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Russia Markets: Without Finance Minister Kudrin, Budgets Go Wild

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The loss of Kudrin is important; he is often credited with forcing Russia's government to save money, in part by keeping billions safe from special interest groups and building up huge reserve funds.

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Vladimir Putin's announcement two weeks ago that he would reassume Russia's presidency for another six years was an unpleasant non-surprise. It was followed by a smaller but genuinely surprising unhappy footnote: the abrupt resignation of Alexei Kudrin, the country's veteran finance minister.

Kudrin was in Washington for the IMF/World Bank annual meeting when the news broke that Putin would return to the Kremlin and likely appoint current president Dmitry Medvedev as prime minister. The normally phlegmatic finance minister was apparently counting on becoming premier himself. He snapped and told reporters he would refuse to serve in a Medvedev cabinet. Medvedev, still president for the moment, had little choice but to fire Kudrin as soon as he flew back to Moscow.

These internal machinations are important because Kudrin, who held the finance post since Putin took power in 2000, is often single-handedly credited with forcing Russia's government to save money, somehow keeping hundreds of billions of dollars safe from a horde of underhanded special interests, and building up the huge reserve funds that cushioned the country's 8% GDP contraction after the 2008 world financial crash.

As an old Moscow joke has it: There are only two risks in this country, the oil price and Mr. Kudrin's health. Now that Kudrin has fallen politically ill, the Kremlin elite can only pray that oil stays high. Just how high was detailed the other day in parliamentary testimony by Kudrin's interim replacement, a previously obscure deputy named Anton Siluanov.

Russia needs an average price of $93 per barrel to balance its budget this year, Siluanov calculated. That sounds reasonable enough for the moment. The Urals crude that the country sells is fetching $107. But the budget gets hungrier at an alarming pace. Next year it will take $108 a barrel to avoid a deficit, and by 2013 $117.

Consider that Urals traded at around $75 a barrel for most of 2010 and below $50 for four months during the dark winter of 2008-09, and the expenditures begin to look scary. Kudrin's piggy bank for tough times only has half as much change in it now as before the 2008 calamity. Russia's Reserve Fund and National Welfare Fund, the finance ministry's two savings vehicles, hold a combined $115 billion at present, or 7.8% of gross domestic product. That's down from a peak of $236 billion three years ago.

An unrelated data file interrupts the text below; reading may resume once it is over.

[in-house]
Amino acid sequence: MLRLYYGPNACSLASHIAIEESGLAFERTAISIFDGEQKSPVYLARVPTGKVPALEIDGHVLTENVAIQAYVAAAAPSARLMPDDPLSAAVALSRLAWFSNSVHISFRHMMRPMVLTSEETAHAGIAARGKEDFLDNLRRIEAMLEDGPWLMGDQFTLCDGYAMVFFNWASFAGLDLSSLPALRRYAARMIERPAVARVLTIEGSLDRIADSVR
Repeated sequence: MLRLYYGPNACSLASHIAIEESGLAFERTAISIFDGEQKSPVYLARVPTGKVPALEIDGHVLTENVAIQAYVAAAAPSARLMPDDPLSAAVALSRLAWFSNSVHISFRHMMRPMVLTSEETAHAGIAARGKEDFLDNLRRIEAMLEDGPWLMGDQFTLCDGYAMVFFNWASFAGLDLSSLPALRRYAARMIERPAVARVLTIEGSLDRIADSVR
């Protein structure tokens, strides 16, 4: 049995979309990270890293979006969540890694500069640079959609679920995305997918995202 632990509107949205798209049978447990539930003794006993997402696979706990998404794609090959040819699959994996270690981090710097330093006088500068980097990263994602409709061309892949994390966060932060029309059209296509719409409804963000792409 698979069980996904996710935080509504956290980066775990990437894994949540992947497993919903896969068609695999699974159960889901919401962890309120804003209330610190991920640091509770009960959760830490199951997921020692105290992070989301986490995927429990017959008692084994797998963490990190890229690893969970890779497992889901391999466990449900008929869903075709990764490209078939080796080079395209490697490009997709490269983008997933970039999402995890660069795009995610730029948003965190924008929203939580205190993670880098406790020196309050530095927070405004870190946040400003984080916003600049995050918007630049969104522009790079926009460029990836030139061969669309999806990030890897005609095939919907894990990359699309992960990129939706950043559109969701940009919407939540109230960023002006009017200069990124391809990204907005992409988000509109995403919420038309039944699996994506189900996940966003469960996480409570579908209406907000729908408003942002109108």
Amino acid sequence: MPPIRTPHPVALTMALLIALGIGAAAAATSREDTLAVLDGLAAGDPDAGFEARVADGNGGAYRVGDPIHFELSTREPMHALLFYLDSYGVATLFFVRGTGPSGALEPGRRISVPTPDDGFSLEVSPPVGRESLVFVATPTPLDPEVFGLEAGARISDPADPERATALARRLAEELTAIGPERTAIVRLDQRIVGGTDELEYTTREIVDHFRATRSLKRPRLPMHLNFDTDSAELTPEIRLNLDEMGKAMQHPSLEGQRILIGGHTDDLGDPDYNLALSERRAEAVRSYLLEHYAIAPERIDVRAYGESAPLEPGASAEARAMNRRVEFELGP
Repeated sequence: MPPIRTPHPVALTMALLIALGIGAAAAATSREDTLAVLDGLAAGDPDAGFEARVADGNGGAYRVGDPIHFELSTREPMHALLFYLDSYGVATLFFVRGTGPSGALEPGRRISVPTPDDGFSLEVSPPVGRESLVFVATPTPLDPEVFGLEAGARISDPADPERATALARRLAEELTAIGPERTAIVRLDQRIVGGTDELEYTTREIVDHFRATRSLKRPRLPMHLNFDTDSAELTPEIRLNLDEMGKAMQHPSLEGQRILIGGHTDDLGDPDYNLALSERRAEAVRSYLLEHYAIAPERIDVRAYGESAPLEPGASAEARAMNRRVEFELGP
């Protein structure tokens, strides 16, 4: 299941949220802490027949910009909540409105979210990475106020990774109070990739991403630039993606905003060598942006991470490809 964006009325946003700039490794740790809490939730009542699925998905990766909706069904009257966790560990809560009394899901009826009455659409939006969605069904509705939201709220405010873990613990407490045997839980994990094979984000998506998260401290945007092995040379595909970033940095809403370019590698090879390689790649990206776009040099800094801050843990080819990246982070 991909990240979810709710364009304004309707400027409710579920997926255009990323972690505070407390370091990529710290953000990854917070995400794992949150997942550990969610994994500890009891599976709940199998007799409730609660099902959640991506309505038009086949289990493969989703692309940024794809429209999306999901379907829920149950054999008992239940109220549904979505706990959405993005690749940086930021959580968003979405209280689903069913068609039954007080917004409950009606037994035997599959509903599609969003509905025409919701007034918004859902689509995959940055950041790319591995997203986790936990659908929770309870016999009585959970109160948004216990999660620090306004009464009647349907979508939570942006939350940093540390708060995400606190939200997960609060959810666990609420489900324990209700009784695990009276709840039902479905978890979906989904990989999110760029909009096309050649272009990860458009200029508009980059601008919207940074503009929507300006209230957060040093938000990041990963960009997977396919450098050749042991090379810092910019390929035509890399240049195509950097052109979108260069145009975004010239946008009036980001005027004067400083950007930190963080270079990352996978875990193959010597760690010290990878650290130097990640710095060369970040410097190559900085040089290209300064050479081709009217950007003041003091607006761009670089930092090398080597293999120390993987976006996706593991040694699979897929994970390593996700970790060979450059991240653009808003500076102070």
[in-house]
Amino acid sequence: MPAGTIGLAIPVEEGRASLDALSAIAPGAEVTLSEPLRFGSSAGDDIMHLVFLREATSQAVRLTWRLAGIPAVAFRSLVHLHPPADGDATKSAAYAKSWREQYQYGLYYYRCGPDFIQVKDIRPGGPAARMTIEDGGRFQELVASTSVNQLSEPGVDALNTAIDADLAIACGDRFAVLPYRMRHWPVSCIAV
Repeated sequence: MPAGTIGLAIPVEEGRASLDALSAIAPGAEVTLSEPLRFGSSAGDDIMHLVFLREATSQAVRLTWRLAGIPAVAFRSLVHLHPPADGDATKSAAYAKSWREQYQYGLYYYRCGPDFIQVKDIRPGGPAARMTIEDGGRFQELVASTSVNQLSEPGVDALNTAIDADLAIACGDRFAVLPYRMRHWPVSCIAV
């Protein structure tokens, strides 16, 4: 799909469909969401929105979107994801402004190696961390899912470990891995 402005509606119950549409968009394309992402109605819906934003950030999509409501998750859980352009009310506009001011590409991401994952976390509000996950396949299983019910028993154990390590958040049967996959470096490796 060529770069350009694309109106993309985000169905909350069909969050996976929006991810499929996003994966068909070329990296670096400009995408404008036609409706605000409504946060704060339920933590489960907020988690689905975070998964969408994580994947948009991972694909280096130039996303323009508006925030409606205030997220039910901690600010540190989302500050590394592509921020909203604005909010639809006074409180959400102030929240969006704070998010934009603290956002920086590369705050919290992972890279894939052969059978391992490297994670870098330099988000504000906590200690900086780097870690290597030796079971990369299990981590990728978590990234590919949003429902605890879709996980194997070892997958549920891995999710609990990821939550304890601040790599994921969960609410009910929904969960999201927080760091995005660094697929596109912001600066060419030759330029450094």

Deficit spending might not be a bad option for Russia if it were spreading wealth to hard-put pensioners and teachers, or upgrading the country's woeful infrastructure. Some of that is going on. But the design and execution of upcoming budgets also guarantee that a lot of the Kremlin's money will be pilfered and wasted.

Russia is committed to hosting the Winter Olympics in 2014 and the soccer World Cup in 2018. Events like these are a signal for large, dubious expenditure in the best-managed economies. In systemically corrupt Russia, they are igniting a feeding frenzy. A new combined rail and passenger road near the Olympic site of Sochi, for instance, is budgeted at $8 billion for a 50-kilometer stretch, or $160,000 per meter.

Kudrin, before he left, also took public issue with a planned $65 billion ramp-up in military spending by 2014. Medvedev, who has championed the outlays, shot back that they must be "worthy of the Russian Federation, not some banana republic."

Siluanov's sobering budget projections were overshadowed internationally by a hint at financial largesse from another top Russian economic official. Medvedev's top economic advisor, Arkady Dvorkovich, told a Moscow conference his country could "help" the debt-tormented eurozone if its leaders produce a "concrete, clear strategy to exit the crisis." He added that Russian representatives have held bilateral talks with Spain about possibly shoring up its sovereign bonds with targeted purchases.

The approach to Spain amounts to shrewd diplomacy. Russia for the moment does have funds to invest with $517 billion piled up in central bank reserves. Moscow already has tight relations with Italy, the other troubled debtor that is too big to fail. (Putin's 59th birthday party last weekend was one of the few places in Europe where Prime Minister Silvio Berlusconi is still welcome). Helping Spain when it's down might cement another important friendship within the European Union, Russia's biggest customer for oil, gas and everything else.

But locking in spending "worthy of the Russian Federation" as if oil prices will never fall sets Putin and Medvedev up for a rapid reversal of fortune if and when they do. They had better enjoy playing the rich man while they can.

In Other News:

Adidas Plans Rapid Expansion in Russia

Oil Taxation Overhaul Aims to Keep Production From Declining

No positions in stocks mentioned.

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